The cloning rule is Rule 227(a) that provides:

(a) Horses produced by any cloning process are not eligible for registration. Cloning is defined as any method by which the genetic material of an unfertilized egg or any embryo is removed and replaced by genetic material taken from another organism, added to/with genetic material from another organism or otherwise modified by any means in order to produce a live foal.

Cloned horses and their progeny will not be barred from competition at FEI events, the world governing body for horse sports.  The first foals of two cloned show-jumping geldings, “ET” and “Gem Twist,” were born this year.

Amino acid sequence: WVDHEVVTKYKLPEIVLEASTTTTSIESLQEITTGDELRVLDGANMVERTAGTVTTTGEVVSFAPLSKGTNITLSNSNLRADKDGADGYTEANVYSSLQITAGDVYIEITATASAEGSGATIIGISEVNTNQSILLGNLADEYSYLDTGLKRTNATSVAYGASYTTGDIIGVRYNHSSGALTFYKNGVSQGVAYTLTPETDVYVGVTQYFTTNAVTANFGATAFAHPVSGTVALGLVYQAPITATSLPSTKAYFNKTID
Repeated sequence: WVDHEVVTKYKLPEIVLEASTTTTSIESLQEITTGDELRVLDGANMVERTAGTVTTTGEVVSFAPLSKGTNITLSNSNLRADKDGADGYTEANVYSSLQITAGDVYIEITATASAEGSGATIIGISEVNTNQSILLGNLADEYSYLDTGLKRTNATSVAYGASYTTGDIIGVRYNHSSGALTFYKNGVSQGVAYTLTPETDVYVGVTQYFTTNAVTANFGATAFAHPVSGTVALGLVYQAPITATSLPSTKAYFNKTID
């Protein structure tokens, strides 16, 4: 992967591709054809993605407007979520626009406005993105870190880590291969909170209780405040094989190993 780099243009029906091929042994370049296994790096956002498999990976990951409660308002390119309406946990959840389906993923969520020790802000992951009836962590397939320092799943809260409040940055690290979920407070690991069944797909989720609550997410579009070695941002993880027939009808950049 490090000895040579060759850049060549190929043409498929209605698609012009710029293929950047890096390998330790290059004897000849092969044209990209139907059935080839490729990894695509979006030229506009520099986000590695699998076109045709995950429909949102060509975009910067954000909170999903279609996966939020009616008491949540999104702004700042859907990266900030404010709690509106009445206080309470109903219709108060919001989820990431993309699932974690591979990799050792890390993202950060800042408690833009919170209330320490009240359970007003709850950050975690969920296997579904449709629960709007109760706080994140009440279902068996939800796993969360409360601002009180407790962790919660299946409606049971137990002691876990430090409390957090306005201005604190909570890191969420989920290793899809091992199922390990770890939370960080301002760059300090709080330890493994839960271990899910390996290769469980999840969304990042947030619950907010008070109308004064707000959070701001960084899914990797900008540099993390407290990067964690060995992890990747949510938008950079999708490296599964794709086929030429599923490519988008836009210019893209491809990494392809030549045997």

One of five clones of the legendary AQHA cutting horse stallion “Smart Little Lena” has been imported to Australia and is standing at stud. Presumably the owners of the remaining four clones (foaled in 2006) are awaiting the decision of the above-mentioned lawsuit.  There lies some of the controversy - multiple copies of a tremendously popular sire will now be accessible to breeders - theoretically indefinitely.

What is a Clone?

Simply speaking, a clone is an exact copy (like an identical twin) of an original animal.   Just like identical twins, the clones do not look exactly alike and will have different face and leg markings from the original. The most famous mammalian clone was “Dolly” the sheep, born in 1996. From that date to the present day, there has been an ongoing debate regarding the legality of cloning and whether scientists should be allowed to clone humans.